New CEOs boost Burrell strengths

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For three weeks in November, a 35-year-old entrepreneur lived and worked in a glass Philadelphia storefront, doing everything from running her fledgling business to ordering food using only Verizon broadband, watched by pedestrians and a Web camera.

Burrell Communications tapped into the entrepreneurial spirit of African-Americans who work after hours on their own businesses or other projects to create the "Realize" campaign featuring African-Americans who use broadband to make their dreams come true. Then the agency went a step further with the storefront "incubator" for Verizon.

"They have formed great ideas for us," says Jerri DeVard, senior VP-brand management and marketing communications, Verizon Communications. "[At Burrell] they have a paranoia about complacency."

She adds that the incubator project is being considered "for many more markets." Broadband sales to African-Americans were 41% higher in the two markets, Philadelphia and Washington, D.C., where the "Realize" campaign ran, the company says.


Marketers look to Burrell Communications, the first African-American agency to win Advertising Age's 5-year-old Multicultural Agency of the Year award, for insights into the urban consumer.

Marketers also appreciate the smooth succession management-never a given in the agency business-from Tom Burrell, who founded the agency in 1971, to its new owners and co-CEOs, Fay Ferguson and McGhee Williams Osse, two 50-ish longtime employees who worked their way up on the account management side. The two women bought Mr. Burrell's 51% stake in July 2004 and added a new chief creative officer and managing partner, Steve Conner. Publicis Groupe owns 49%.

"When he passed the baton, they didn't drop it," Ms. DeVard says. "You can argue they ran a little faster."

In its first full year after Mr. Burrell's retirement, the agency 's billings rose more than 15% after several flat years, with more than $25 million in new business from Allstate Insurance Co. and pharmaceutical marketer NitroMed, plus new products from existing clients, such as Procter & Gamble Co.'s Olay and a young-adult assignment from McDonald's Corp. Burrell is the fourth-largest African-American ad agency, according to Black Enterprise magazine. U.S. revenue in 2004 was $28 million (AA, May 2).

For P&G, Burrell handles key billion-dollar brands like Tide, Crest, Pampers, Bounty, Charmin and now Olay. In 2005 Burrell tackled the launch of Tide With a Touch of Downy. In the African-American market, Tide's premium price had propelled a five-year decline in market share, leaving the brand 5.7 points behind Tide's share in the general market. For the brand extension, Burrell captured a simple, touching moment of family life with a TV and print ad of an African-American man in a very white T-shirt sleeping with a little boy in a white T-shirt nestled on his chest. The campaign, dubbed "Nostalgia Dad," is appealing by any standard, but is especially arresting for a market in which 42% of households are headed by single mothers.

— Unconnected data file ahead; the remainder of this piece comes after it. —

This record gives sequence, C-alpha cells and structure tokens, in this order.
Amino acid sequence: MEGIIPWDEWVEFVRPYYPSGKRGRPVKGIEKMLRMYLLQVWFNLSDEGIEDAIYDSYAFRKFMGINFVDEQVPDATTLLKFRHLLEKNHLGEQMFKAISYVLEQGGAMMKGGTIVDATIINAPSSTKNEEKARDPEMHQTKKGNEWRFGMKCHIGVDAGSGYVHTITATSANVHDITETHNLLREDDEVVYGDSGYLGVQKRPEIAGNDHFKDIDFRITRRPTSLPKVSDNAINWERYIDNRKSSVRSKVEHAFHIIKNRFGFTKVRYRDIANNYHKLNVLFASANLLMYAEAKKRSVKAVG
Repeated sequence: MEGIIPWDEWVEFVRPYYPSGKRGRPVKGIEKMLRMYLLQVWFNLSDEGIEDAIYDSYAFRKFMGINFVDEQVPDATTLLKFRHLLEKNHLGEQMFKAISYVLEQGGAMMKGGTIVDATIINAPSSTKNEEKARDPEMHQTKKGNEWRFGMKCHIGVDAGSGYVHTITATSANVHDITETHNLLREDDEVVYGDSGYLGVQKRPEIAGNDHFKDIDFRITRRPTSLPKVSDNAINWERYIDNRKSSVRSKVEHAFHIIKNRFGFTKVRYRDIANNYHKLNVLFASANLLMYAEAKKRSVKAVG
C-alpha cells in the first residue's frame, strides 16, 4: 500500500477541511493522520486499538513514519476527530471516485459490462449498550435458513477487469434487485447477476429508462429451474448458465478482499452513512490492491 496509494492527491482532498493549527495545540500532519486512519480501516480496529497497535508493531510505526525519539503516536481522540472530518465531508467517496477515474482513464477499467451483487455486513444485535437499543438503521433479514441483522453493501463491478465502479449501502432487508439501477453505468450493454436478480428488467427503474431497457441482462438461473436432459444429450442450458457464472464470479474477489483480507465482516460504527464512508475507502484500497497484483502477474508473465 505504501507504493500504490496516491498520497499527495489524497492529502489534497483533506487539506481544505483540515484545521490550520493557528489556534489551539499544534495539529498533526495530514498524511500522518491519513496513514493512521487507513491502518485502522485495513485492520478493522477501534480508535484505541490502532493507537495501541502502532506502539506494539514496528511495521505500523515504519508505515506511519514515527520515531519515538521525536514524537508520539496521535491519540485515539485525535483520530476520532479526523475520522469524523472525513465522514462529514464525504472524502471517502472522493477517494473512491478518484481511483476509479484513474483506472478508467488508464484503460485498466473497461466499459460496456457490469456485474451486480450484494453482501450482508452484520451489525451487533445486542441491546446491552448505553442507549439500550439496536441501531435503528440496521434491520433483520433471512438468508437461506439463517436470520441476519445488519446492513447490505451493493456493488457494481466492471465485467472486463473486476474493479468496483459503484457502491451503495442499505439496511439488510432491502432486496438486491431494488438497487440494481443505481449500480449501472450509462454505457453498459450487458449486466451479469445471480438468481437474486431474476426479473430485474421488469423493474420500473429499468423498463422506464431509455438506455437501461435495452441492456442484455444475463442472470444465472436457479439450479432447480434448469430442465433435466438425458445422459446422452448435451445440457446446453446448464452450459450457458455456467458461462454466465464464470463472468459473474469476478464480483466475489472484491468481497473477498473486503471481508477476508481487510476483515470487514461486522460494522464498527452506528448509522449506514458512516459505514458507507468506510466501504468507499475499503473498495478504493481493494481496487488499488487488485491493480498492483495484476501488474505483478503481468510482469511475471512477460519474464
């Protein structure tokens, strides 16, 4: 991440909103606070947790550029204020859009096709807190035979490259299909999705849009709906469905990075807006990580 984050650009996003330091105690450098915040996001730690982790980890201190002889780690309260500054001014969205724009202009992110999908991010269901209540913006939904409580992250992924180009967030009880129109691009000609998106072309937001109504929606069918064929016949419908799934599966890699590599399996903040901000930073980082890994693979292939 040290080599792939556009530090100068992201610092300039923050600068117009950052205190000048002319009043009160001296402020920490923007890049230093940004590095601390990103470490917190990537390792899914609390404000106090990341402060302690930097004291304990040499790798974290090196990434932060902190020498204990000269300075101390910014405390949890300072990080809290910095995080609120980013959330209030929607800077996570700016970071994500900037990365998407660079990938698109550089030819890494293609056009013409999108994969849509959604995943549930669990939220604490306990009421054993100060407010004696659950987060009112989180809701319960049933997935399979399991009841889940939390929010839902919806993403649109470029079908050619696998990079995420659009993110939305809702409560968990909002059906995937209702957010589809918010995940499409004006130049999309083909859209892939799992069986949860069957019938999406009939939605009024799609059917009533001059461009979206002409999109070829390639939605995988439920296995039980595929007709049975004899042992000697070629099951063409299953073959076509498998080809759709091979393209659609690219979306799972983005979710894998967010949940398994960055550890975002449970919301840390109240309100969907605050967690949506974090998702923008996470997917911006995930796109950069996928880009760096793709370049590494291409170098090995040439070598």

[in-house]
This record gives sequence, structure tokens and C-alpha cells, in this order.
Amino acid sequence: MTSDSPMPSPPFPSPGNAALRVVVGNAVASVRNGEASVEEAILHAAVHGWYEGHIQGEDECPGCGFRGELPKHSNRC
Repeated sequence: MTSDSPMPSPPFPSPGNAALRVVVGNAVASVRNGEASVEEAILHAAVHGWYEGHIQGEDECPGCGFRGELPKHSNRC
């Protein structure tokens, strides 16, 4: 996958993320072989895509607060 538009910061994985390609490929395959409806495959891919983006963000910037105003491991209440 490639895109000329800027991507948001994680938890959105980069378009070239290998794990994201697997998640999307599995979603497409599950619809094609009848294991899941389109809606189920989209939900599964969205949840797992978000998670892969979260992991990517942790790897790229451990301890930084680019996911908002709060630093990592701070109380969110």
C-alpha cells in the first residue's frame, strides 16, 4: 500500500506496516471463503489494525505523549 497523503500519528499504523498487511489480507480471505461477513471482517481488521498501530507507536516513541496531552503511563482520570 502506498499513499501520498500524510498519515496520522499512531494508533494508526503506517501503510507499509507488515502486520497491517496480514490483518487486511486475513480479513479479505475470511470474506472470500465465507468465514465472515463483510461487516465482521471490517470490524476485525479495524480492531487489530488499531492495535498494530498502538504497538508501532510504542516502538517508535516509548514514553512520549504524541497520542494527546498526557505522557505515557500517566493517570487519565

As a result, sales to African-American consumers outpaced those to the general market, and Burrell picked up the Association of National Advertisers' Multicultural Excellence Award for African-American advertising.

"That piece of advertising was so outstanding ... that we ran that spot in the general market as well, not just in our targeted media," says Anne Sempowski Ward, P&G's associate marketing director-multicultural business development organization.

Burrell also helped Toyota Motor Sales USA's Camry regain its spot as the No. 1 selling car to African-Americans, with a 3.8% share of that market, compared with 2.4% for the general market. One print ad simply shows a car in a parking lot with a glass and steel roof and the copy line "First the glass ceiling, then the reserved parking space."

"We know the message applied to everyone, but there's that certain head nod to our consumers that we get," Ms. Ferguson says.

McDonald's, Burrell's first client in 1972, remains a special one, given the large proportion of African-Americans who own or work at the company's outlets. The company's Web site, emphasizing that McDonald's celebrates African- Americans' culture yearlong, is one of the top three sites visited on Burrell also set up youth marketing and healthcare units in 2005, and did research such as the "Moms Report" exploring differences between African-American and non-African-American mothers.


Burrell was the only black agency in 2005 to sponsor the Yankelovich Multicultural Monitor, enabling the agency to join Yankelovich researchers in doing presentations to marketers like American Express Co. The Yankelovich report divides African-Americans into six subsegments including youthful "emulators," a significant category because African-Americans tend to be youthful trendsetters across ethnicities, leading the way in areas like tricking out cars.

Ms. Ferguson says her son, a 20-year-old student who embodies the emulator demographic, "has no trunk space because it's full of subwoofers and stuff to support those electronics." The current trend: Add one PlayStation to a car's headrest for backseat passengers, and another to the dashboard for the driver.

contributing: alice z. cuneo and jack neff